Quick solution: the federal government should immediately pass legislation immunizing entities that are victims of terrorist attacks from subsequent civil lawsuit, except perhaps in situations where gross negligence is involved.

Pray for reversal.

P.S. I will make some hasty (and good-natured) predictions about how some of our fellow webloggers will respond to this post:

- Mouldfan will start talking about the minutiae of civil suits to distract from the larger issue,
saying something about apportionment of blame, and then saying something along the lines of, "Is that necessarily the decision I would have come to, no, but the system is designed to permit people to pursue their economic interests, and I don't think we should infringe upon that."

- Repeal22 will start by talking about Karl Rove, then work his way into a discussion of the evil Christian Right.

- ReverseCurse will use a large number of four-letter words and then close out with a very poignant comment about the geopolitical ramifications of civil litigation and our broad-based approach to it in the coming decade.


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Wednesday, October 26, 2005

Sox Win



Congratulations to the 2005 World Champion Chicago White Sox. Another "curse" falls by the wayside.

Does this mean the Cubs will win next year?

Nah, didn't think so.


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This is why I drink

We undeniable [sic] still have a justice system that does not provide justice for all as provided by the Pledge of Allegiance. One justice for the rich, one justice for the poor. One justice sometimes for minorities, one for whites.

Have you ever been torn between laughing and crying?  On the one hand, this comment is so patently absurd and horribly expressed that you can’t help but laugh at its inanity.  On the other hand, you realize that this was actually spoken by the current nominee to the Supreme Court, and you must weep for the future of your country.  

It just boggles the mind that this nomination can actually get worse, and even it’s even more mind boggling that there are people still willing to defend her.  And this is not even the worst part about this 1993 speech to the Executive Women of Dallas (see here for a link).  One example: she said that, “officials would rather abandon to the courts the hard questions so they can respond to constituents: I did not want to do that - the court is making me."  Then: “My basic message here is that when you hear the Courts blamed for activism or intrusion where they do not belong... Stop and examine what the elected leadership has done to solve the problem at issue and whether abdication to courts to make the hard decisions is not a too prevalent tactic in today’s world. Politicians who are too concerned about maintaining their jobs.”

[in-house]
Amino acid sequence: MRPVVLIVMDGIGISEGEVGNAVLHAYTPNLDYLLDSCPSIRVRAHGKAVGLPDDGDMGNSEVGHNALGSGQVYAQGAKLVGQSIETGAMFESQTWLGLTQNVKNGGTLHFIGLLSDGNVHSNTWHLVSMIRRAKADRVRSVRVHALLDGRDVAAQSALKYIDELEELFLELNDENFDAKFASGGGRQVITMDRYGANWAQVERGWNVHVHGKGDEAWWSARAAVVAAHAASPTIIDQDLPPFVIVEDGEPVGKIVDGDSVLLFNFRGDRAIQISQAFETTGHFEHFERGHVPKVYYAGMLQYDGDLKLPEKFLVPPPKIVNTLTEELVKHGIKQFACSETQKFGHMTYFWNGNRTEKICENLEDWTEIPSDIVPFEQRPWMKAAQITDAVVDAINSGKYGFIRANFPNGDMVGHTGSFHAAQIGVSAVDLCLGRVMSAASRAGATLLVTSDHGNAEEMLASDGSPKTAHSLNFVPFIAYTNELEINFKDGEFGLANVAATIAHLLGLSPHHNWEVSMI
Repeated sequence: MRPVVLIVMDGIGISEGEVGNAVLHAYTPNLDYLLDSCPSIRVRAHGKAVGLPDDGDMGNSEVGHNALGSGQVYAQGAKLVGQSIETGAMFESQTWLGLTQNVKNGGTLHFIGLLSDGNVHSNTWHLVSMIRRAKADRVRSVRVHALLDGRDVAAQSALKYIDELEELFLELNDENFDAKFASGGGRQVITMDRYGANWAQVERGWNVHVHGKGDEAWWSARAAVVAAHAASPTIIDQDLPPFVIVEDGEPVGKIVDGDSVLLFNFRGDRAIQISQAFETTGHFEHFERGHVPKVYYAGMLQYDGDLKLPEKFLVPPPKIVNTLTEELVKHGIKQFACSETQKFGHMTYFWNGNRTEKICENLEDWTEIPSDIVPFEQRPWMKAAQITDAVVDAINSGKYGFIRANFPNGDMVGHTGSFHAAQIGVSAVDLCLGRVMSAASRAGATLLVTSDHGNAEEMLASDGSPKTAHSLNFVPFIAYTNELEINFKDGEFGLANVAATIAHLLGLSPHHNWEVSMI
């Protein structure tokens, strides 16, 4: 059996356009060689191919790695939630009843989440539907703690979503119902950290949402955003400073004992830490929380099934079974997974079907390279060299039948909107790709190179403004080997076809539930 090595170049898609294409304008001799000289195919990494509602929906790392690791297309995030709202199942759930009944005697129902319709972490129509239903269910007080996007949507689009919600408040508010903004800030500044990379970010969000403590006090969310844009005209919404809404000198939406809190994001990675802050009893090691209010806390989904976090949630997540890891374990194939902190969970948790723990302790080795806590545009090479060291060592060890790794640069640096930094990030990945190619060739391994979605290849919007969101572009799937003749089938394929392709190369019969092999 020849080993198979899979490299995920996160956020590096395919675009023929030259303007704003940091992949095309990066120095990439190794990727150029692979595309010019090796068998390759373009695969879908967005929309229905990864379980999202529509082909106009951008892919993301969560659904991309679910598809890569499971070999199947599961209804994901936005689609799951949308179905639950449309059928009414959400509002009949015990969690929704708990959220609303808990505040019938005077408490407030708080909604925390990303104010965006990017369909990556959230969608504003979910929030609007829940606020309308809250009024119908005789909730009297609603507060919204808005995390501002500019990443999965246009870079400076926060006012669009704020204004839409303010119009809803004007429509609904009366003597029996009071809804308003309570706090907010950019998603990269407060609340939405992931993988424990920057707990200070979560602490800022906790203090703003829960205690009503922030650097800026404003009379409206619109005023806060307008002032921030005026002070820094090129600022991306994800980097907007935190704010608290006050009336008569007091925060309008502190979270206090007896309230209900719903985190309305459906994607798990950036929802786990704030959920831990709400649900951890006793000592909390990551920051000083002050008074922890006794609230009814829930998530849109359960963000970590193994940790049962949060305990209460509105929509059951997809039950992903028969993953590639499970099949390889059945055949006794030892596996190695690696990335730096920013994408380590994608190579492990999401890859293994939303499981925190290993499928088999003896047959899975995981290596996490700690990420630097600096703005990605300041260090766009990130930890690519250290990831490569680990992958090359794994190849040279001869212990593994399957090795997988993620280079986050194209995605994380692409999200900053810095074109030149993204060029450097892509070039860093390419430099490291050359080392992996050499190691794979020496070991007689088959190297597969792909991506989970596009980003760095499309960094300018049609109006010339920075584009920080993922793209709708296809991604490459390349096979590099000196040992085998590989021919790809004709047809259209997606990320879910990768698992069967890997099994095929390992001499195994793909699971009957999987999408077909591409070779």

Now, Rich Lowry had attempted to defend Miers, but Ramesh Ponnuru set him straight.  Clearly Miers is not arguing that the legislature has failed to “reign in” the Courts; rather, they have decided to step in when the legislature has failed to confront an issue.  This is a blatant advocacy for judicial activism.  When the judiciary takes it upon itself to “solve problems,” then that is the clearest description of judicial activism.  If the legislature is lax in addressing societal concerns, then voters ought to vote for change.  It is not the province of the Courts to legislate in lieu of the legislative branch.

I don’t know what else to say.  If you can read this speech and still say that she’s qualified to be sitting on the Supreme Court, then you’re just absolutely clueless.


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Moonbat howls as black politician dares to have independent thought